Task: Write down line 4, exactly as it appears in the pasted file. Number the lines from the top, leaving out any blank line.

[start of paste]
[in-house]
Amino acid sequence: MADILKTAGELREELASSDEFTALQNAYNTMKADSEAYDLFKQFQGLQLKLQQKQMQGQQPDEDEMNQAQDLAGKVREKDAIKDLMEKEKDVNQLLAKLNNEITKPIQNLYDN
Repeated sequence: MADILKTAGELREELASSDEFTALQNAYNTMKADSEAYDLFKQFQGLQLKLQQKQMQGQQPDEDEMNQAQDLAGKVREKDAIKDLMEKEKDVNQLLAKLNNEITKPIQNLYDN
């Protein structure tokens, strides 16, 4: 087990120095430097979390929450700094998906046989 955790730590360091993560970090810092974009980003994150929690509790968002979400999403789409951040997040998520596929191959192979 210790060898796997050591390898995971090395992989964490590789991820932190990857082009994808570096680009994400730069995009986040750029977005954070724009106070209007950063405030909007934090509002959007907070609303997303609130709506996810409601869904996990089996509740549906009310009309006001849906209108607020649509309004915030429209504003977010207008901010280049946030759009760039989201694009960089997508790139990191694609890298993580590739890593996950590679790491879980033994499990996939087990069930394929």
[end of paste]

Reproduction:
């Protein structure tokens, strides 16, 4: 087990120095430097979390929450700094998906046989 955790730590360091993560970090810092974009980003994150929690509790968002979400999403789409951040997040998520596929191959192979 210790060898796997050591390898995971090395992989964490590789991820932190990857082009994808570096680009994400730069995009986040750029977005954070724009106070209007950063405030909007934090509002959007907070609303997303609130709506996810409601869904996990089996509740549906009310009309006001849906209108607020649509309004915030429209504003977010207008901010280049946030759009760039989201694009960089997508790139990191694609890298993580590739890593996950590679790491879980033994499990996939087990069930394929």